|Publication number||US4245177 A|
|Application number||US 05/974,351|
|Publication date||Jan 13, 1981|
|Filing date||Dec 29, 1978|
|Priority date||Dec 29, 1978|
|Publication number||05974351, 974351, US 4245177 A, US 4245177A, US-A-4245177, US4245177 A, US4245177A|
|Inventors||Nicholas A. Schmitz|
|Original Assignee||General Electric Company|
|Export Citation||BiBTeX, EndNote, RefMan|
|Patent Citations (3), Referenced by (23), Classifications (23)|
|External Links: USPTO, USPTO Assignment, Espacenet|
1. Field of the Invention
The present invention relates to a static inverter. Static inverters are devices in which electrical energy is converted to electrical energy in another form through static or non-moving parts. In static inverters to which the present invention pertains, dc energy is converted to ac energy. The principal elements of such an inverter are an inductive means through which current is passed intermittently, and one or two electronic switches, typically transistors.
The invention has further application to the ballasting of gas discharge light sources in which a very high ignitiion voltage is required, current limiting is required during early warm-up, when the voltage is minimum, and ballasting is required during final run operation for stability.
2. Description of the Prior Art
Static inverters have been described in the U.S. Pat. Nos. 3,914,080; 4,002,999 of Hesler et al, and in the more recently filed applications of Peil, Ser. No. 875,337 (now refiled in a continuation-in-part as Ser. No. 028,405) and Ser. No. 909,300, all of which are assigned to the Assignee of the present application.
In the application Ser. No. 909,300, an inverter is disclosed employing a single blocking oscillator for operating a gas discharge lamp. An ignition pulse is provided by a separate circuit comprising an SCR switch. It is preferrable to achieve both the ignition and operating functions from a single circuit.
Accordingly, it is an object of the present invention to provide an improved static inverter for operation of a gas discharge lamp.
It is a further object of the present invention to provide an improved static inverter for providing pre-ignition potentials, current regulation during warm-up, and an appropriate ballast reactance for the final run states of a gas discharge lamp.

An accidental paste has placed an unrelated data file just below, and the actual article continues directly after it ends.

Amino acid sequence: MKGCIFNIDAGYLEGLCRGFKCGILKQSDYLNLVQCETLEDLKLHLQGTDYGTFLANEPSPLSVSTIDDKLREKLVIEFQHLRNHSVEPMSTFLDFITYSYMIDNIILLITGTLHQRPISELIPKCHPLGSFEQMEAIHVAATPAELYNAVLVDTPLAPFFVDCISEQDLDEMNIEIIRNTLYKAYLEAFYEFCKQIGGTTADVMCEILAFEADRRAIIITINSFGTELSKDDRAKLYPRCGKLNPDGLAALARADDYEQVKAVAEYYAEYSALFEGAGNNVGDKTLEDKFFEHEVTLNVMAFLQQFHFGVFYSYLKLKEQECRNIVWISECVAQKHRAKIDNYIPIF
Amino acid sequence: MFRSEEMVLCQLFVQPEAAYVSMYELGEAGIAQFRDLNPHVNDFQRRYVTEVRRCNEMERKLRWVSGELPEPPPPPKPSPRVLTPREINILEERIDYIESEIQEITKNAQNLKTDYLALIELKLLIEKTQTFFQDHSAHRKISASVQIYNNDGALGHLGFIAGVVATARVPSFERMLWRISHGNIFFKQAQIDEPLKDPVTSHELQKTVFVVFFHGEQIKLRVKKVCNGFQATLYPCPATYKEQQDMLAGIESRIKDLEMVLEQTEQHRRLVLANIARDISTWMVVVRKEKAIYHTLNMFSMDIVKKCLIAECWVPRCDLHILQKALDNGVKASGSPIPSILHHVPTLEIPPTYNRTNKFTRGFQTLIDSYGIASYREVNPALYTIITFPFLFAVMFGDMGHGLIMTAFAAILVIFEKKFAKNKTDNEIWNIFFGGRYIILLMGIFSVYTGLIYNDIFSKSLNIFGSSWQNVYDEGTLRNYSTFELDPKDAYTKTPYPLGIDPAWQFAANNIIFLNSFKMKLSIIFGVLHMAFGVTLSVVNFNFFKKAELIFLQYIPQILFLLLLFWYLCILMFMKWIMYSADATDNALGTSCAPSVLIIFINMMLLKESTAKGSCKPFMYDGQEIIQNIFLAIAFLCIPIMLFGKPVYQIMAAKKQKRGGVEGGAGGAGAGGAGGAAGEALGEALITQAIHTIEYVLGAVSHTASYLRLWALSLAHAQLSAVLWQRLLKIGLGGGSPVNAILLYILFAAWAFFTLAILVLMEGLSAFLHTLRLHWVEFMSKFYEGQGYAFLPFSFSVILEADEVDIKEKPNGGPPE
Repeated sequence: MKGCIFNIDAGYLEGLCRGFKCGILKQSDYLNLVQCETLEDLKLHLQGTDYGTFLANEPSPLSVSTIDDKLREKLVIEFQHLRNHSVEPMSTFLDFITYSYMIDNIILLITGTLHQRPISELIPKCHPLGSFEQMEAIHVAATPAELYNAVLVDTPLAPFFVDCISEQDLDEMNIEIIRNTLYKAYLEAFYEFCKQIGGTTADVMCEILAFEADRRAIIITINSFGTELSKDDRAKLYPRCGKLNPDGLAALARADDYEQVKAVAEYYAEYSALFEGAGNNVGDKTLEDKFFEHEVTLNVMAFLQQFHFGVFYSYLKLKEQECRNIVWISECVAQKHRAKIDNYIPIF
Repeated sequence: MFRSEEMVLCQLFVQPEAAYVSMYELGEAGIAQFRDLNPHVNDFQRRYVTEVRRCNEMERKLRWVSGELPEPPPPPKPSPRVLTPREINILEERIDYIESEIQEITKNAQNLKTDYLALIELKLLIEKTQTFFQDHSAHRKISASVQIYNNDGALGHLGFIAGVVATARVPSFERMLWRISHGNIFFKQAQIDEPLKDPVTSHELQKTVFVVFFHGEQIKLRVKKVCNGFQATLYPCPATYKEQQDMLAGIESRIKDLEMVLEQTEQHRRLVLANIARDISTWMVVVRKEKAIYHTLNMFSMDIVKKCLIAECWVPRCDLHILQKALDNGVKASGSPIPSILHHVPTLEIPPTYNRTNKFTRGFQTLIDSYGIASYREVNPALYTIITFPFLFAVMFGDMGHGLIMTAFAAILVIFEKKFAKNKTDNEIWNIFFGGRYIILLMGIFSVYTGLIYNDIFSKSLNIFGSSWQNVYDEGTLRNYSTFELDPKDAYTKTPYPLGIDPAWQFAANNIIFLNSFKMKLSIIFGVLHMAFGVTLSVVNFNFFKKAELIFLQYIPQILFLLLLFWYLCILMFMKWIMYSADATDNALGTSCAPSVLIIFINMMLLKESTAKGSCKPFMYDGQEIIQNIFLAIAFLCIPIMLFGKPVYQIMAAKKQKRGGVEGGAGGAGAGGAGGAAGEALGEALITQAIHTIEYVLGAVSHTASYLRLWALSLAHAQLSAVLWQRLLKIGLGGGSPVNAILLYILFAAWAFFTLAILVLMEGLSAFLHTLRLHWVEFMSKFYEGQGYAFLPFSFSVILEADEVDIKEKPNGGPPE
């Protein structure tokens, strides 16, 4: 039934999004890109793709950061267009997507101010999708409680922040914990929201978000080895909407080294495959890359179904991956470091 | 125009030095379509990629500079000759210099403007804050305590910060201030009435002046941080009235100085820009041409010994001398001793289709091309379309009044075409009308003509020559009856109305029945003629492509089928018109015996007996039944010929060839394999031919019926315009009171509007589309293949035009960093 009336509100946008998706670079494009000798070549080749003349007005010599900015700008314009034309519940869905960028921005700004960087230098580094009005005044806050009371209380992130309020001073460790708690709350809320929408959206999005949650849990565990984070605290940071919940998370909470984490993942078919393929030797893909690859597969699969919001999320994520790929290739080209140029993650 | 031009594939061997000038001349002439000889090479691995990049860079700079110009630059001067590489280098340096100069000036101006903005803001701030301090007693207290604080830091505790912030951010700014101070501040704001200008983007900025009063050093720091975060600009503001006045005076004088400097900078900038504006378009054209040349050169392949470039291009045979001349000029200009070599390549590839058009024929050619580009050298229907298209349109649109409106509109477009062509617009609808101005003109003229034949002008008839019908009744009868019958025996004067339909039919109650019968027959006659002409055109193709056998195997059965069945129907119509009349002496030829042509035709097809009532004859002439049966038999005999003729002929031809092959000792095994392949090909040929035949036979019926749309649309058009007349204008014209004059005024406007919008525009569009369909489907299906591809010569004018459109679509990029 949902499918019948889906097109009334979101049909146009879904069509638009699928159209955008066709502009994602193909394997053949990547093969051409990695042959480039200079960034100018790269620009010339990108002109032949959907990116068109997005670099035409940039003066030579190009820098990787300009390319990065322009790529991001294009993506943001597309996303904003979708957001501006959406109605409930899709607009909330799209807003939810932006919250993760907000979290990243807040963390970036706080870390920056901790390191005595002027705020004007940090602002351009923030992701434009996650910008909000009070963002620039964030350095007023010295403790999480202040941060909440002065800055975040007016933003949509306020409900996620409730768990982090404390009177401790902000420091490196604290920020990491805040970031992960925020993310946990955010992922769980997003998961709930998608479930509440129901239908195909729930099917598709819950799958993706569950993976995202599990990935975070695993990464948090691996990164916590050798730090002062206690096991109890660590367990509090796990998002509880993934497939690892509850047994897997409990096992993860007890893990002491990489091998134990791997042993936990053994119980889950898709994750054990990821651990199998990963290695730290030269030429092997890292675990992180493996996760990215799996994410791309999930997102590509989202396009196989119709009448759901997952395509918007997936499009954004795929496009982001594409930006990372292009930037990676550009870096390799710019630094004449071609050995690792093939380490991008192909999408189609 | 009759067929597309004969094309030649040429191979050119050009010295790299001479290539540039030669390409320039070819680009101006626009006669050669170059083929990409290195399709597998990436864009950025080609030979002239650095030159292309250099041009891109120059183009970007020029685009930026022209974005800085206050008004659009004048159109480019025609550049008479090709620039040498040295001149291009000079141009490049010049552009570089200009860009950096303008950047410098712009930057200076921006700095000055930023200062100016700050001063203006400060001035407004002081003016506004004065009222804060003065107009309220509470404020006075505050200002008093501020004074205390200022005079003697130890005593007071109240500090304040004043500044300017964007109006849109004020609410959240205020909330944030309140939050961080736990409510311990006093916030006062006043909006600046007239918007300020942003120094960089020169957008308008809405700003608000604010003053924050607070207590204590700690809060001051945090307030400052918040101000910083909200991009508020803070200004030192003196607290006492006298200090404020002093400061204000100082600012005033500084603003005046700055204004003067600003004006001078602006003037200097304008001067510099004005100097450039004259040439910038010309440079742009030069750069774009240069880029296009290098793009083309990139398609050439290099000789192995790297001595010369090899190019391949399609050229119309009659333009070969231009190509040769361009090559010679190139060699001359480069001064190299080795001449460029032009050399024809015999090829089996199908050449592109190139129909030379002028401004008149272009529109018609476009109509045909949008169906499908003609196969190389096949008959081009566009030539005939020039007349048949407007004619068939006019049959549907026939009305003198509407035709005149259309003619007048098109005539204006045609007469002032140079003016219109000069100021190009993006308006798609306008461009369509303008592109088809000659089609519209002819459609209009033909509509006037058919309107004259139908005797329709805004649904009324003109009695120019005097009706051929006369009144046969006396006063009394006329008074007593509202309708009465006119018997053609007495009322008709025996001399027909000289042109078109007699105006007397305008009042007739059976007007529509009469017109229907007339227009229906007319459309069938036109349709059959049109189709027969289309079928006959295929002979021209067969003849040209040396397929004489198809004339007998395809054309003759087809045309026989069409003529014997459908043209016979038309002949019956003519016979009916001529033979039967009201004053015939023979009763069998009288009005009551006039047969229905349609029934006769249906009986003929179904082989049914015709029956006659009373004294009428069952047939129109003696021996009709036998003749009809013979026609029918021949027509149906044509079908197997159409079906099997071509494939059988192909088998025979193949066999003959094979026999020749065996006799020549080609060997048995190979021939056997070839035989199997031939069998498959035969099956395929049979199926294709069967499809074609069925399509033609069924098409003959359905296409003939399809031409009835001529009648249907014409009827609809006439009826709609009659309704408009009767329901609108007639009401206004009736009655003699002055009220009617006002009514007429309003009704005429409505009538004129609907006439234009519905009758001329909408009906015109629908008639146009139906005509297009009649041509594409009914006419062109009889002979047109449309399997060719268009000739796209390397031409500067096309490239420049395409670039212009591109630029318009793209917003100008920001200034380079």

It is a further object of the invention to provide an improved inverter for operating a gaseous discharge lamp whose output is responsive to the state of the lamp.
It is still another object of the invention to provide an improved inverter whose output voltage is appropriately high during the pre-ignition state of the lamp and appropriately lower during other states of the lamp.
It is still another object of the invention to provide an improved inverter for operating a gaseous discharge lamp in which the effective ballasting reactance of the inverter is larger during warm-up than during final run operation.
These and other objects of the invention are achieved in a dc to ac inverter for operating a gaseous discharge lamp through pre-ignition, arc stabilization, warm-up and final run states.
The inverter input terminals are connected to a dc source and the output terminals are connected to the discharge lamp. The inverter comprises a transformer including a core, a main input winding and a main output winding loosely coupled to the input winding, and a control winding which produces an output which reverses in sense at a predetermined flux level in the core. The transformer exhibits an equivalent inductance suitable for ballasting the lamp at the voltage and current level required for the final run state.
The inverter also includes one or two electronic switches, typically transistors, serially coupled with the input winding across the dc source for producing a periodic output in the main output winding with substantial harmonic content. The switches are responsive to the control winding to limit the average current supplied to said light source during warm-up, precluding excessive power dissipation during the warm-up state of the lamp.
Capacitive means are further provided connected in shunt with the output winding and across the output terminals to resonate with the equivalent inductance at a prescribed harmonic, typically the 5th, to produce the enhanced output voltage required for pre-ignition and arc stabilization.
When the inverter is connected to a gaseous discharge lamp, the circuit "Q", and in consequence the output voltage, are dependent on the state of the lamp. The inverter parameters are selected for generating a maximum "Q" enhanced output voltage (e.g. 1600 volts peak to peak) during pre-ignition, the maximum output voltage re-appearing during arc-stabilization should the arc falter in the light source.
The inverter waveform is also dependent on the state of the lamp. The inverter generates substantial harmonic content during the pre-ignition, arc stabilization and warm-up states of the lamp, with the content falling in successive states. In each of these states, the harmonic content effects a proportionate increase in the ballasting reactance exhibited by the equivalent inductance over that exhibited in respect to a wave without such harmonic content. (In the final run state, the harmonic content is minimal.)